Author’s note: This blog first ran last July. I am running it again today because I am disappointed at some the meanness and misconceptions presented by some of those who oppose the plan. The membership meeting to vote on the proposal is tonight.

Le Petit Théâtre is hardly a topic about which I am neutral. I served on its board for several years, the last few of which were as its chairman. Mercifully, my terms ended shortly before Katrina, but by then the theater had already undergone many tidal waves of crises. I know what it’s like to get a call saying that the insurance check is due but there is no money or that the bankers are angry.

For years the theater has gone from crisis to crisis although the quality of the productions were often excellent (and frequently compared to Broadway) and despite the fact that the building itself is perhaps the finest community theater structure in the nation.

Le Petit’s problems have been similar in origin to those of all community theaters – it has an unmet need for corporate support. No theater can be sustained by ticket sales alone. Owning the building has been both a blessing and a curse for the Le Petit management. The structure is a prized possession yet it is a financial drain, constantly facing the upkeep needs of old buildings.

This is why I see the Dickie Brennan proposal as the salvation, possibly the only hope, for the theater. In anticipation of several questions about the proposal, I offer you these answers:

Q. Isn’t it inappropriate to have part of the theater divided into a restaurant?
A. No, theater and restaurants go together like song and dance. They are parts of a night-out experience. There are many examples on Broadway of the two existing side by side, including the famous Sardi’s restaurant which is
only divided by a wall from the Helen Hayes theater.

Q. What part of the theater will be taken up by the restaurant?
A.  If you are facing the building, the left, the part that now includes a smaller cabaret theater. None of that was part of the original theater but was added on later. The restaurant will use both upstairs and downstairs of that side.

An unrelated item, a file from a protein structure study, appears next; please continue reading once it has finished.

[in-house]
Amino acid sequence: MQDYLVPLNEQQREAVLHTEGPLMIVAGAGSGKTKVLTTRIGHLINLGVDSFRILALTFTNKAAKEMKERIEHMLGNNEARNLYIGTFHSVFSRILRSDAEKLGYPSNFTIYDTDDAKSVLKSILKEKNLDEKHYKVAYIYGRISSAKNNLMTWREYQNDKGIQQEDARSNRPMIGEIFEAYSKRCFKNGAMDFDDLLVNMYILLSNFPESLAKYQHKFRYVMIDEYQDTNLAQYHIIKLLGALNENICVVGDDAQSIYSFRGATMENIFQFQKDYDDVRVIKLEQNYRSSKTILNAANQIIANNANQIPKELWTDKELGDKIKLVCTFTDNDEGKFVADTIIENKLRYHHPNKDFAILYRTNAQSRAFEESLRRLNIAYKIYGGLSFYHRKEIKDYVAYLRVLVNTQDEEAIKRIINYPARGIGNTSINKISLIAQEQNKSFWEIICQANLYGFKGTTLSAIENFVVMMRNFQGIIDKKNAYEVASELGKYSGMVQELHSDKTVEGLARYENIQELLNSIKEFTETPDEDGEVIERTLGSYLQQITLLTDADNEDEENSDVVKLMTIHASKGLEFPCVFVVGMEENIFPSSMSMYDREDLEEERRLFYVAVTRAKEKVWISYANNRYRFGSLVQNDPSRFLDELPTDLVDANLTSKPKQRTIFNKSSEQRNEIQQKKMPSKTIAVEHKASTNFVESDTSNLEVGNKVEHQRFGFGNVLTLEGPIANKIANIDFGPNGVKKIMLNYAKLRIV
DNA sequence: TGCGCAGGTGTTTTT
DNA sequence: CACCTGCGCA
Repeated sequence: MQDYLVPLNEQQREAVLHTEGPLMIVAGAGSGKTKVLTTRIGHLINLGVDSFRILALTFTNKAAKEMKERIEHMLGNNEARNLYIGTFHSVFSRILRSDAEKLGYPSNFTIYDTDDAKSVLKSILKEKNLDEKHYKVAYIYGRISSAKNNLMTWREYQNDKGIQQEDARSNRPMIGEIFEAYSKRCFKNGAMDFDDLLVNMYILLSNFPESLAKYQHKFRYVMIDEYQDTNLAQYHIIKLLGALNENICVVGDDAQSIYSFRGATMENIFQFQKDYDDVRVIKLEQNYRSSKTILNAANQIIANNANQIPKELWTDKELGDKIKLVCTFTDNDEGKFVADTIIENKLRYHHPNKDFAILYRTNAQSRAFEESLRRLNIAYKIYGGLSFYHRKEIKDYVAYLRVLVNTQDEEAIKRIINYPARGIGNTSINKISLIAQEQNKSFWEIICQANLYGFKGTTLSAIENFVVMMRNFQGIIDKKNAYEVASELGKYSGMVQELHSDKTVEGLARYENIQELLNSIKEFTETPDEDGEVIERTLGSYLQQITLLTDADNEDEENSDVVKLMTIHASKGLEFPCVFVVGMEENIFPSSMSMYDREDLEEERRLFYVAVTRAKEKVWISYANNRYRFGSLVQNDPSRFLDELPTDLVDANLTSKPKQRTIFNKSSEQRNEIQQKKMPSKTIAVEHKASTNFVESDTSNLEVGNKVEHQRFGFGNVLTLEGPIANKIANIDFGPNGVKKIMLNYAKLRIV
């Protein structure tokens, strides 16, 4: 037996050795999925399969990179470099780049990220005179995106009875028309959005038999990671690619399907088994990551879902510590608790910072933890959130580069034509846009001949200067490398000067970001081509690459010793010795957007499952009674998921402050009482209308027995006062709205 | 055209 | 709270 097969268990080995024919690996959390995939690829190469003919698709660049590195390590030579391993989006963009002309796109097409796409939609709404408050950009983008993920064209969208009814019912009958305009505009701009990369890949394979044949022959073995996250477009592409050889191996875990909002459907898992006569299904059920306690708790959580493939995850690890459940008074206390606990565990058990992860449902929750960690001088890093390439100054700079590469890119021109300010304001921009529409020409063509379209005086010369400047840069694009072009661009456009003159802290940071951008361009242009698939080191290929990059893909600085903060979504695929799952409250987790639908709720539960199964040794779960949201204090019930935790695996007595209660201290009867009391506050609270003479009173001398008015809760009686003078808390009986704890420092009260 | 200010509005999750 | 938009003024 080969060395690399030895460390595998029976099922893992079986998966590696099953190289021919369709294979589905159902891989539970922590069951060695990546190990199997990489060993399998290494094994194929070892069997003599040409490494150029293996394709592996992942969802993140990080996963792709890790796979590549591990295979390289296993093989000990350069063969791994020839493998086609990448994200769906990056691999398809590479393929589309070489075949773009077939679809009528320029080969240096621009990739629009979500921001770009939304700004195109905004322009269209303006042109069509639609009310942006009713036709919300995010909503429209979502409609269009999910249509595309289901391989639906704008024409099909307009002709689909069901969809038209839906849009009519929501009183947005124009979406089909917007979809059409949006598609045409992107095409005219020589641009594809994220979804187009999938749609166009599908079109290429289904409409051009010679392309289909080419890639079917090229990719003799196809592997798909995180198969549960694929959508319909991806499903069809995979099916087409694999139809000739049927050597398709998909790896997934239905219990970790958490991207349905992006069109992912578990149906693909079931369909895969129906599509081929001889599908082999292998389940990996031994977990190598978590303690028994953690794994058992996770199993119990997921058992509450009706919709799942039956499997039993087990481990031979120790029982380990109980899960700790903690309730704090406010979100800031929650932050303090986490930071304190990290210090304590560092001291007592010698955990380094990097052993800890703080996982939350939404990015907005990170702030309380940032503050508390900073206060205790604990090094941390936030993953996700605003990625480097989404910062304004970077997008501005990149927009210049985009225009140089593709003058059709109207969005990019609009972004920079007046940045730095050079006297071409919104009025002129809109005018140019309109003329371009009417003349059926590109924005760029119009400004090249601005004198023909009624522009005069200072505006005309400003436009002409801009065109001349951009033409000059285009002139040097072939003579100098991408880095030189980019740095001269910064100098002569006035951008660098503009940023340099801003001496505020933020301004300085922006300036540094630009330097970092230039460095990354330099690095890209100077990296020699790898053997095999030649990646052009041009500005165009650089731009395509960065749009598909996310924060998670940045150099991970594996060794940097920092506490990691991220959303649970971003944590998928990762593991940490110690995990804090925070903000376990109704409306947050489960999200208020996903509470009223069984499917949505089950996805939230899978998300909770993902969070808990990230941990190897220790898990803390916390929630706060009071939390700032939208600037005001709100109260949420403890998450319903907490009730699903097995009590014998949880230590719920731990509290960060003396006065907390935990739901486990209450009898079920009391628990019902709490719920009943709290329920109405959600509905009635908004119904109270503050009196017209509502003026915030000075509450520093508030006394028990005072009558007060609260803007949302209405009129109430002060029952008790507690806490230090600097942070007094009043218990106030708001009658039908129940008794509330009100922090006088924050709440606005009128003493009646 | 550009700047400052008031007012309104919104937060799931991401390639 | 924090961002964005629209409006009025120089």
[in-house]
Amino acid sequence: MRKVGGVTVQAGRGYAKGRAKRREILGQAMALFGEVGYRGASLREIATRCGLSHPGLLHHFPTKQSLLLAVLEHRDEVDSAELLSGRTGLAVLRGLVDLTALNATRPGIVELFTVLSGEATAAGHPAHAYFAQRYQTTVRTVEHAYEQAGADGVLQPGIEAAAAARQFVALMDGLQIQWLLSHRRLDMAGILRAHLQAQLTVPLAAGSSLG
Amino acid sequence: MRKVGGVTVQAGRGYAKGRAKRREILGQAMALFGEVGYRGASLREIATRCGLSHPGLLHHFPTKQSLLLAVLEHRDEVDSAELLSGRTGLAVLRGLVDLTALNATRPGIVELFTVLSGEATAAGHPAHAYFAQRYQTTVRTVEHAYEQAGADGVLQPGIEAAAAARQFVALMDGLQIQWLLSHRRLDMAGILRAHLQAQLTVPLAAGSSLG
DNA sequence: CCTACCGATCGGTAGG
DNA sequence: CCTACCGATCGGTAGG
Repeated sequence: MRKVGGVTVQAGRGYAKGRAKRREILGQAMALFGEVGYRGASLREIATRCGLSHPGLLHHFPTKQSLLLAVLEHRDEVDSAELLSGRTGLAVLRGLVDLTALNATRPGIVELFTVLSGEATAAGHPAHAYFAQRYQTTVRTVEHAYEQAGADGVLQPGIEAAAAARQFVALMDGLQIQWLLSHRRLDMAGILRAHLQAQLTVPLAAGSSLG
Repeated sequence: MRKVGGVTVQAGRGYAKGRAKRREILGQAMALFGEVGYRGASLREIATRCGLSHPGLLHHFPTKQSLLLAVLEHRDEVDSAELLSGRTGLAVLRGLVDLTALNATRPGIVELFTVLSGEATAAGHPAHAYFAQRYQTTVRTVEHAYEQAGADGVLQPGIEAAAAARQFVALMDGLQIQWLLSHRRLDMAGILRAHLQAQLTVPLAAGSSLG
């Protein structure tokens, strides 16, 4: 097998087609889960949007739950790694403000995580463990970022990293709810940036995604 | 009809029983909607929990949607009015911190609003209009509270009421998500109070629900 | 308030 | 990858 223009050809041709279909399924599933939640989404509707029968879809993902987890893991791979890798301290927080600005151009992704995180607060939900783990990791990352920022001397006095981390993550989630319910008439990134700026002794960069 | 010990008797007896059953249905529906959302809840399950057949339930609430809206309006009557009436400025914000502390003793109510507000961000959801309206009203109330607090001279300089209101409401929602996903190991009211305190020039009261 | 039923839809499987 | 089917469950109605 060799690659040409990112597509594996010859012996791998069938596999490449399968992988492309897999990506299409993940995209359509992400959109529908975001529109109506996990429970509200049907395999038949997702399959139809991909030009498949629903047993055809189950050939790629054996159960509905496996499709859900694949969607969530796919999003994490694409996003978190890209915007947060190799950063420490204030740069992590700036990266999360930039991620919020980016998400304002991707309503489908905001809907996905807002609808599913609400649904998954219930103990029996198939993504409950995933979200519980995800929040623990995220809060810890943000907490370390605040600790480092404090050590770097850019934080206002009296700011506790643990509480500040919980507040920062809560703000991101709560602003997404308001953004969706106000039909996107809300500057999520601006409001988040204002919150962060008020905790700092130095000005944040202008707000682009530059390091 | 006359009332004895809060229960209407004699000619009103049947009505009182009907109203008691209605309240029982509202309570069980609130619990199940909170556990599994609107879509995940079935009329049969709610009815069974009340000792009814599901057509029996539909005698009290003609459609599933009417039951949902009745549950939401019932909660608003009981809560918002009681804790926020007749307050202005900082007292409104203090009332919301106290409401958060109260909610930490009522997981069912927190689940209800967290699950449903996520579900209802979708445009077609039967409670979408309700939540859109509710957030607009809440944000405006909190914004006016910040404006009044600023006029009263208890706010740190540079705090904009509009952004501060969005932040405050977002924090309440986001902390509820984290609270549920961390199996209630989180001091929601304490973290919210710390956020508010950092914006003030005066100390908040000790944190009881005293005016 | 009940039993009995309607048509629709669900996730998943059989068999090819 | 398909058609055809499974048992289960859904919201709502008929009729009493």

Q. Will the main stage theater still exist?
A. Yes, Le Petit keeps the rest of the building including the main stage and remaining upstairs facilities, plus it will share the downstairs lobby, the courtyard and the upstairs library.

Q. How about performers’ dressing rooms that were in the part that will be sold?
A. There is plenty space in the building to build new dressing rooms.

Q. What is the financial deal?
A.  $3 million.

Q. What will this do for the building?
A. It will utilize it to its fullest potential. For example the building has magnificent balconies that are seldom used. The restaurant can take advantage of that.

Q. Will the restaurant run the theater?
A. No, the theater will still be in the hands of the Le Petit board.

Q. What prevents the restaurant from closing and filling its space with t-shirt shops?
A. First, the Brennan family has a solid reputation as restaurateurs so that is not likely to happen. Secondly, the zoning at that location allows for restaurants but not much else. There will also be a covenant preventing any uses at that space other than as a restaurant.

Q. Will the sales relieve Le Petit’s financial burden?
A. Yes, with some extra cash in the bank. Plus, the entity still gets to operate a theater in a landmark building, but with less maintenance burden.

Q. Isn’t parking a major problem for Le Petit?
A. That is a small part of the problem. There have been various deals with nearby parking lots but Quarter parking operators get so much business that there has been little incentive for them to offer discounts. Experiencing a fuller evening in the Quarter could make the cost of parking more palatable. Having a quality restaurant or bar next door would help.

Q. How about the opposition?
A. This is the painful part. I know and like some of the opponents, especially those connected with the LePetit Guild, who have been tireless workers for the theater. They are good people and I do not question at all their sincerity or motives. There are other interests who would no doubt like to capture the building as their own for their own intentions. I also know that there are some people who regard a theater as being like a temple whose sanctity should not be interrupted by commercial enterprise. That attitude just does not square with reality.

Q. And the proponents?
A. They are good community-minded people trying to save the theater from a bad situation. They have taken a lot of flak, none of it just. I admire their determination.

Q. What if the proposal comes to fruition?
A. Le Petit has a chance to regain its rightful claim as one of the great community theaters in the country.

Q. And if it fails?
A. There will be a new era of infighting and jockeying. Both the city and theater will suffer.